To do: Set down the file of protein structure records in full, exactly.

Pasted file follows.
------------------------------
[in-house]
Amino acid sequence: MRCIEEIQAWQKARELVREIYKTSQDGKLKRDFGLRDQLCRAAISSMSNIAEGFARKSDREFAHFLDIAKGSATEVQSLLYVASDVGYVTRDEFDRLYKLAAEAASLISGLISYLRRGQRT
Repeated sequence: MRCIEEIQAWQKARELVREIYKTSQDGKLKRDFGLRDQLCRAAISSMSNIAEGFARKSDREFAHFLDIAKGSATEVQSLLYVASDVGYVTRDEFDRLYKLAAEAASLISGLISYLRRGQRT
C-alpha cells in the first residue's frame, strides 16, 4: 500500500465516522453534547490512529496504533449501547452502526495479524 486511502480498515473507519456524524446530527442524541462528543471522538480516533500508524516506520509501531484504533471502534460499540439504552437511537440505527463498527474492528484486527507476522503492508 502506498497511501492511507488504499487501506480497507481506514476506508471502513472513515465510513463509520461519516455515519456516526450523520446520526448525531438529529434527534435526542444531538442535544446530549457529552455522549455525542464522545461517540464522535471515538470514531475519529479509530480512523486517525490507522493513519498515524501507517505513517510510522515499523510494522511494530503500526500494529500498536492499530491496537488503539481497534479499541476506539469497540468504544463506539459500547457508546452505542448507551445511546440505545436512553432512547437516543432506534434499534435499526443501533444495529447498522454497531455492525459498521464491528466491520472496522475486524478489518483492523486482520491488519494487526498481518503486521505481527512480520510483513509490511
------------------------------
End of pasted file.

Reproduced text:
[in-house]
Amino acid sequence: MRCIEEIQAWQKARELVREIYKTSQDGKLKRDFGLRDQLCRAAISSMSNIAEGFARKSDREFAHFLDIAKGSATEVQSLLYVASDVGYVTRDEFDRLYKLAAEAASLISGLISYLRRGQRT
Repeated sequence: MRCIEEIQAWQKARELVREIYKTSQDGKLKRDFGLRDQLCRAAISSMSNIAEGFARKSDREFAHFLDIAKGSATEVQSLLYVASDVGYVTRDEFDRLYKLAAEAASLISGLISYLRRGQRT
C-alpha cells in the first residue's frame, strides 16, 4: 500500500465516522453534547490512529496504533449501547452502526495479524 486511502480498515473507519456524524446530527442524541462528543471522538480516533500508524516506520509501531484504533471502534460499540439504552437511537440505527463498527474492528484486527507476522503492508 502506498497511501492511507488504499487501506480497507481506514476506508471502513472513515465510513463509520461519516455515519456516526450523520446520526448525531438529529434527534435526542444531538442535544446530549457529552455522549455525542464522545461517540464522535471515538470514531475519529479509530480512523486517525490507522493513519498515524501507517505513517510510522515499523510494522511494530503500526500494529500498536492499530491496537488503539481497534479499541476506539469497540468504544463506539459500547457508546452505542448507551445511546440505545436512553432512547437516543432506534434499534435499526443501533444495529447498522454497531455492525459498521464491528466491520472496522475486524478489518483492523486482520491488519494487526498481518503486521505481527512480520510483513509490511